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IBM Cloud Fuels Smart Building Innovation

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IBM Cloud Fuels Smart Building Innovation

CEBIT — IBM (NYSE: IBM) today announced several new clients deploying cutting-edge Smart Building solutions built on the IBM Cloud, cementing the company’s commitment to transforming the buildings we live and work in into connected spaces, using Internet of Things (IoT) technologies. New contracts signed with Sodexo, Karantis, R +V Versicherung and HUF Haus, and existing relationships with KONE and Chameleon Technologies, are examples of IBM’s work fueling smart building innovation in connected work and home environments.

Today’s smart buildings generate massive amounts of data. The IBM Cloud provides the foundation to capitalise on this data by offering a powerful service delivery and consumption model that organizations can use to drive operational efficiency, innovation and improved quality of life through smarter buildings.

“Buildings have long mimicked living organisms – plumbing circulates through the walls, wires innervate every room, and concrete and beams provide skeletal support – but until recently, buildings lacked the most critical body part: a brain. The IBM Cloud is the cognitive centre that enables buildings we live and work in to serve our needs in new and unprecedented ways,” comments Bret Greenstein, Global Vice President of Watson Internet of Things (IoT) at IBM.

IBM provides a complete portfolio of offerings to support smarter connected spaces: for example, IBM’s cloud-based Watson IoT platform gathers and analyses exponential data volumes; IBM TRIRIGA helps to increase the operational, financial and environmental performance of a facility; and IBM Maximo provides asset management for real-time visibility of things within buildings.

In the home, IoT analytics coupled with AI capabilities in Watson Assistant enable home and in-home manufacturers, insurers and home care providers alike to cater for individual needs in innovative ways.

Connected Spaces

Sodexo Turns to IBM Maximo to Manage Connected Workplaces

Sodexo is a world leader in Quality of Life services that provides its customers with an integrated offering including food and facilities management services. Sodexo has selected IBM Maximo to transform its worldwide asset management function, and to meet the diverse needs of a wide array of client facilities and demographics, spanning offices, hospitals, research centers, schools and factories.  IBM Maximo provides Sodexo with real time data analysis and optimization across 2.5 million assets, making it easier to streamline global operations. Building an asset management program around Maximo will layer further agility and flexibility into Sodexo’s existing IBM Maximo asset management as-a-service solution.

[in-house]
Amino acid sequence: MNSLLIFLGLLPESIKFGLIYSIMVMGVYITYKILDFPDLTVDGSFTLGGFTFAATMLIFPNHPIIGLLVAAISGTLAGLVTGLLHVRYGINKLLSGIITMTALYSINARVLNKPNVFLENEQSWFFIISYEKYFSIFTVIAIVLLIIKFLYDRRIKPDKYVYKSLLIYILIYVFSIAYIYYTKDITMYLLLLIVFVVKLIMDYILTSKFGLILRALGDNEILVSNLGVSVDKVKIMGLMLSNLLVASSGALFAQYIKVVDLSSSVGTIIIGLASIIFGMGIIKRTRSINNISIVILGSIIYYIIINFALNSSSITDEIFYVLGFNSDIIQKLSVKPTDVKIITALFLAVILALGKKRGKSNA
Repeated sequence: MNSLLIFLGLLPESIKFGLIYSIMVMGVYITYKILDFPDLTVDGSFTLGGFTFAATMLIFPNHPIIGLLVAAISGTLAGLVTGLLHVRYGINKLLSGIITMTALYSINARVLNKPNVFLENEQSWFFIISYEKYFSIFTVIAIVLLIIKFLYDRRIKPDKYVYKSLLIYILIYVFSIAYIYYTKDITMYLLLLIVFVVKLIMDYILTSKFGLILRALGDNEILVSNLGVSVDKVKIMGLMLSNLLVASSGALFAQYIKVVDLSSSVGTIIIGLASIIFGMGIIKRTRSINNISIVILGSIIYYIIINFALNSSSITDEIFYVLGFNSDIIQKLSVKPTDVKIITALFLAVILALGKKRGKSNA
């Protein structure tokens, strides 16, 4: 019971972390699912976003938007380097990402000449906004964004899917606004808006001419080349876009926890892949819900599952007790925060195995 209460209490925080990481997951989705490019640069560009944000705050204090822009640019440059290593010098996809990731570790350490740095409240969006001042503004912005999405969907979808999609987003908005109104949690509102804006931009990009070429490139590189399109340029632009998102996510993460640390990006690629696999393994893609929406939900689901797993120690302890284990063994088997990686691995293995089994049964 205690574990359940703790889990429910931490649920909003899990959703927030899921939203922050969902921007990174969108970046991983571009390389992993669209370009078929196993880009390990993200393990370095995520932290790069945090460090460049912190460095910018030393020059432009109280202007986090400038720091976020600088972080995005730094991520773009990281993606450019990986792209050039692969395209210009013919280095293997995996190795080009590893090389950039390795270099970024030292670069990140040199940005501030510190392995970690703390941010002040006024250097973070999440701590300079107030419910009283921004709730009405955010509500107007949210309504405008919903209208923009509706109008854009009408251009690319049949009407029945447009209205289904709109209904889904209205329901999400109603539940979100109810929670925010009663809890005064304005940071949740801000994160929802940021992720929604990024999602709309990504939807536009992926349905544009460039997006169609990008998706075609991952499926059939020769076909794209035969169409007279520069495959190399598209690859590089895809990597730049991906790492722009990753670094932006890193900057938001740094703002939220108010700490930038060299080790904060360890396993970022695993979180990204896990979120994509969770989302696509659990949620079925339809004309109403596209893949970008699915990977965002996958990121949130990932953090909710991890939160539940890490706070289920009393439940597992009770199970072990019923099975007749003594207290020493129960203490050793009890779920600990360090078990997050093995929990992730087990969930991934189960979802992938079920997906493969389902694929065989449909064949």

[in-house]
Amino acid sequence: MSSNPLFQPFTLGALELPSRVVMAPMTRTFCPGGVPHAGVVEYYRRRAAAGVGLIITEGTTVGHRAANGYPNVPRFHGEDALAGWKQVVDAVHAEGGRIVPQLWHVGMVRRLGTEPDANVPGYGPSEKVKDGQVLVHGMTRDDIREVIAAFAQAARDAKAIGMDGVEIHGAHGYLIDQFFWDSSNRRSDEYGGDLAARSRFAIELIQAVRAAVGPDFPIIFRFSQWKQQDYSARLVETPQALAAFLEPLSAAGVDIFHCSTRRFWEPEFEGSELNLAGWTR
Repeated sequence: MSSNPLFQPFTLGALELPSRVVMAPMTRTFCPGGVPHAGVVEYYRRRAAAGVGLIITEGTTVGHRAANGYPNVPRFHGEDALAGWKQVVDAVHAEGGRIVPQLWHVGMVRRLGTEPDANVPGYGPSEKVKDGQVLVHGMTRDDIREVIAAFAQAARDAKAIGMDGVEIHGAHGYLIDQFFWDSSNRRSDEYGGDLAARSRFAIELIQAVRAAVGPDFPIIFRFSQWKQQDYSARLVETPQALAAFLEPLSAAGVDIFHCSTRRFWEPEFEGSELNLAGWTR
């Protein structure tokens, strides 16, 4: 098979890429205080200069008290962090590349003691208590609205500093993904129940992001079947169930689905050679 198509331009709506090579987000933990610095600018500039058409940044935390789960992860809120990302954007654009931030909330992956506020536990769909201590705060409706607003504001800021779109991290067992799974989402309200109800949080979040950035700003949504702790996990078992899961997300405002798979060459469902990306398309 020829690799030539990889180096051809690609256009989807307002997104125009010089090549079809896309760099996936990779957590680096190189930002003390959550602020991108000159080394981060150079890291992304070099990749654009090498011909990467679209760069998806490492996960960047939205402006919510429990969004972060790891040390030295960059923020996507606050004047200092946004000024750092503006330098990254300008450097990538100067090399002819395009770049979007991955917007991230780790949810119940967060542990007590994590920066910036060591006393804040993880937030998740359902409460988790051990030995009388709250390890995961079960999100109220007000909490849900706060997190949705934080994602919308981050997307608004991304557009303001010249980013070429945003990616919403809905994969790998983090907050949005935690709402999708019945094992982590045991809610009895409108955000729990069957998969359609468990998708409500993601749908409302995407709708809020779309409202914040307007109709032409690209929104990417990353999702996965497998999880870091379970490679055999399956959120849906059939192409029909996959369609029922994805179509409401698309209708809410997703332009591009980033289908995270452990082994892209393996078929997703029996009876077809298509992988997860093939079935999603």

“At Sodexo, we are highly focused on the consumer journey, ensuring an optimal environment for consumers at all service touchpoints, and always looking for new ways to improve upon their quality of life through our facilities management capabilities,” Keith Hamer, vice president, asset management and engineering, Sodexo.  “Through IBM Maximo, we are now able to deliver a better, connected workplace, which links these advanced technologies to the everyday consumer experience, from walking in the building to going to lunch to when they leave the facility.”

IBM Elevates KONE’s People Flow Innovation with IoT

KONE is a global leader in the elevator and escalator industry, and moves around one billion people each day. By connecting elevators to the IBM Cloud-based Watson IoT platform, the company helps its customers increase the flow of people throughout buildings in many of the world’s busiest cities. KONE is also using IBM Watson IoT to bring the same experience to escalators. Visitors to CeBIT 2018 can experience the conversation between these machines with a virtual reality (VR) and 360-degree video demo on the IBM stand (Pavilions 34 & 35).

“Elevators and escalators are responsible for moving the equivalent of the population of the earth every week and of course they need to perform safely and smoothly,” says HuguesDelval, EVP, Service Business, KONE. “We are already working with IBM to analyze vast amounts of data from sensors embedded in elevators to identify and predict maintenance issues. At CeBIT we are showing how IoT, analytics and insights can take maintenance from the ordinary to the extraordinary.”

HUF Haus and IBM Team to Present the World’s First ‘Learning House’

German pre-fabricated home manufacturer, HUF Haus, and IBM have partnered to create the first house in the world that learns from its occupants. Based in the HUF Haus model house park in Hartenfels, Germany, the smart bungalow named “Ausblick”, understands its residents through their interactions. Thanks to a network of sensors, data is collected in the IBM Cloud, analyzed by the Watson IoT platform and transformed into insights about residents’ behavioural patterns. HUF Haus uses Watson Assistant, IBM’s digital assistant to ensure the home and its occupants can interact together in a natural way. Through voice commands, facial recognition and understanding residents’ behavioural patterns, the HUF Haus learns how to optimise comfort for the occupants and adapts to changing living or working situations. For example, the light in a home office can be switched on at a certain time or a PC can automatically be booted up based on the occupants’ daily work schedule. Residents always have control over the commands, which can be overwritten or reset at any time, for example via a touch display or by voice command.